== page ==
Learning the Steps vs. Living the Steps
August 30, 2018
MY or THEIR Central Bulletin
September 25, 2018

Q: What’s the history of typical AA slogans like “First Things First” and “One Day at a Time”?

A. We don’t have a great deal of information about the origins of AA’s slogans and acronyms, but we can provide some sharing and preliminary information. Many of these slogans, as with other practices in AA, were simply passed along verbally to other members, so it is impossible to know who started using them first. It is possible that some of the slogans may have originally stemmed from a part of the Oxford Group Movement language, but it could also be that they were original with Bill and Dr. Bob and the early members.

Members have always inquired as to the origins of various slogans, and it has always been difficult to narrow down; in our research, we discovered a letter written by former GSO Archivist, Frank M., dated 1989, who responded to a similar question that was posed to him. This was Frank’s response, “Your interest in the origins of ‘One Day at a Time’ is shared by many of us. Like hand-holding, however, it’s difficult to pin-point the exact ‘moment.’” That is the problem we find with most of our AA slogans, unfortunately!

We do know, however, that many slogans commonly heard have been around since the early days of the Fellowship.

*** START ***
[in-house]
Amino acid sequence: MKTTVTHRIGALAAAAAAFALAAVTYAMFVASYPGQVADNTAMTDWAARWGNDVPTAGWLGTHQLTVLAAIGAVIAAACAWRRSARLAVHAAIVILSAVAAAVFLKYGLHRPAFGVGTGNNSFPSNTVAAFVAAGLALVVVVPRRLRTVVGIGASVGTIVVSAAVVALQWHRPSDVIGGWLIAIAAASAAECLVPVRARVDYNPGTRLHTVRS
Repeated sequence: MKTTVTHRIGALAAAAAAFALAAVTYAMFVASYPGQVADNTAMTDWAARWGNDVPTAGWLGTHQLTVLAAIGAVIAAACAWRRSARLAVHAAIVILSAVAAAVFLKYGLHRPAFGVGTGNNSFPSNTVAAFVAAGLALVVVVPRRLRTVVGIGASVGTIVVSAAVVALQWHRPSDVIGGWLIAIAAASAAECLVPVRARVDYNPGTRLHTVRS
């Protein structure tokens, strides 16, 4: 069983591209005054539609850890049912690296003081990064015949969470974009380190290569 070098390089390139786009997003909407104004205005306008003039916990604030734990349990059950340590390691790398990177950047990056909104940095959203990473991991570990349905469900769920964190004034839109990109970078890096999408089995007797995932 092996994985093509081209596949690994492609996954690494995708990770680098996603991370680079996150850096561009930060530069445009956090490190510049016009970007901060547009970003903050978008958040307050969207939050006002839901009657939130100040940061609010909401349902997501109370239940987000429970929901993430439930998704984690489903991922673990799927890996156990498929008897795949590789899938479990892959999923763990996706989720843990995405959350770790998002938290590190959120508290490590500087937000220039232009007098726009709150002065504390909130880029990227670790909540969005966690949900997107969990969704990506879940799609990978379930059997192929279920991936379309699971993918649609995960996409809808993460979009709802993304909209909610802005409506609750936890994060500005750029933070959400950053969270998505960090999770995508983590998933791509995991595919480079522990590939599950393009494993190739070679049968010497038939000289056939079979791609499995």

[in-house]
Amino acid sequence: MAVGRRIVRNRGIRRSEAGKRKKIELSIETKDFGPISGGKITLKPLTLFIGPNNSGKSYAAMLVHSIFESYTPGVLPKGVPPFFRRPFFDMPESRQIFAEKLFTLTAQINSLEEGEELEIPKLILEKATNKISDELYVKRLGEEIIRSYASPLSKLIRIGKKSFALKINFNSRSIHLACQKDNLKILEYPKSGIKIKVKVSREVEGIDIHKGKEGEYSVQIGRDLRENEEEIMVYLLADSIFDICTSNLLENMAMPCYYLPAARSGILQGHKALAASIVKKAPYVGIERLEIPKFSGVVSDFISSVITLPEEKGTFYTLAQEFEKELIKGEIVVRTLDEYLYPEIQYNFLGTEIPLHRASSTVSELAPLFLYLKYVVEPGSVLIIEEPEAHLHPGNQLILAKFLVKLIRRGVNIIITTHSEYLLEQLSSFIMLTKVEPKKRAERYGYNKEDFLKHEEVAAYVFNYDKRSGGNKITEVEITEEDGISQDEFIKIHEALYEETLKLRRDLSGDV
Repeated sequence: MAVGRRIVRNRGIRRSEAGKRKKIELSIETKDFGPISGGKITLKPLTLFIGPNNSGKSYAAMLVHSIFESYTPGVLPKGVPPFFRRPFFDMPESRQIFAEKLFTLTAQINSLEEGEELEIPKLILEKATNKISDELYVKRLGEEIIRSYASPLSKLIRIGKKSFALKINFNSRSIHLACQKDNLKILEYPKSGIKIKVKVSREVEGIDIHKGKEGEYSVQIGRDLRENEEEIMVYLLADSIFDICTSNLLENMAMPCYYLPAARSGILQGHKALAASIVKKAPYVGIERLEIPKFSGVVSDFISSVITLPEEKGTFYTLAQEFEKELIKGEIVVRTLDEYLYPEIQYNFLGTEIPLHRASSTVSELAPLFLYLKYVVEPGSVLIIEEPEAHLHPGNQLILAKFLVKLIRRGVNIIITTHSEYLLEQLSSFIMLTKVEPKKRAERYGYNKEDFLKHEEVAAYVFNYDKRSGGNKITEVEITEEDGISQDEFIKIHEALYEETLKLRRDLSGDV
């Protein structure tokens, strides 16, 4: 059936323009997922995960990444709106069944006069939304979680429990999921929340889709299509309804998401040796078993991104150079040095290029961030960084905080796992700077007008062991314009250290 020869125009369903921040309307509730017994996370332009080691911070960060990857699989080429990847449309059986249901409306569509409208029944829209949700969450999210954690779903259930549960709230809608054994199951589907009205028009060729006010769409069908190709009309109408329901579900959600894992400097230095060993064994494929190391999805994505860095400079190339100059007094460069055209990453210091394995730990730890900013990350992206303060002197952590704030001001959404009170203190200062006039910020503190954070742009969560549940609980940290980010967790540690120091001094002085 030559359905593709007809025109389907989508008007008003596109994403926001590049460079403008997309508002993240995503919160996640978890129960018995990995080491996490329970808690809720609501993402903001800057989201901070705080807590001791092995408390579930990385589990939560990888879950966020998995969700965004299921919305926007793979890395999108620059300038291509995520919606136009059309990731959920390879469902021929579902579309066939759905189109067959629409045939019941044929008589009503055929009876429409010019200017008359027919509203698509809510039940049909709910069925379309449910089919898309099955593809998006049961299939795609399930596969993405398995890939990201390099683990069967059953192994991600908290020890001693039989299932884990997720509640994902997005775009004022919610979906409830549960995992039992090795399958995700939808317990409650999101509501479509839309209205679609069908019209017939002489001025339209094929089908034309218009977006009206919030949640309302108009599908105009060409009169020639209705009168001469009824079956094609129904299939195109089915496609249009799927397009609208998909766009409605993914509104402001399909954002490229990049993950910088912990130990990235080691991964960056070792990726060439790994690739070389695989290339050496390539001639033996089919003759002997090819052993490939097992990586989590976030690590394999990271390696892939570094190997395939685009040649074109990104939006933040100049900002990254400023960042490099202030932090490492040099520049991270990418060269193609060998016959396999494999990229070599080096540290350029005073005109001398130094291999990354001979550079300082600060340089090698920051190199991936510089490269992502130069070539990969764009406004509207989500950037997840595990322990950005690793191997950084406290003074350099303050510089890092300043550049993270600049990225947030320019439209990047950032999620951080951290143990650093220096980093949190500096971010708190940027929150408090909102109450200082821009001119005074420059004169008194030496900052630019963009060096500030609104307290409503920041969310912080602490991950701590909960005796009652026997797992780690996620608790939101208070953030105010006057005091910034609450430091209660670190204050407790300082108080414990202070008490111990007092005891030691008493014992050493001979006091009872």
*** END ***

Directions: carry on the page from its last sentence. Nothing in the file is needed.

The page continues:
In December of 1958 Ruth Hock (non-alcoholic), who was AA’s first secretary, wrote a response to a similar question concerning different slogans. In her reply Ruth wrote:

…Bill [W.] and I first worked together in January 1936 when he had been sober just a little over one year and at that time ‘Easy Does It,’ ‘Live and Let Live,’ and ‘First Things First,’ were part of the daily conversation. They were also used in the very first drafts of the book, but probably only Bill himself could tell you where he picked them up…

As far as I’m concerned all of the above were introduced into A.A. by Bill W. himself although not original with him.

Some of these could have been used in Oxford Group meetings but there is no way for sure.”

In addition to Ruth’s response, page 220 of Bill W.’s biography, Pass It On, also addresses this topic:

Some ‘A.A. saws’ were also used as long ago as the late 1930s: ‘First Things First,’ ‘Easy Does It,’ ‘Live and Let Live.’ Because these appear in the first edition of the Big Book (at the end of the chapter on ‘The Family Afterward’), it’s probable that the use of the slogans originated with Bill and that he brought them with him from Vermont – old saws with new teeth.”

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The views and opinions expressed in this article are those of the author and do not necessarily reflect the policy or position of the AA Cleveland District Office.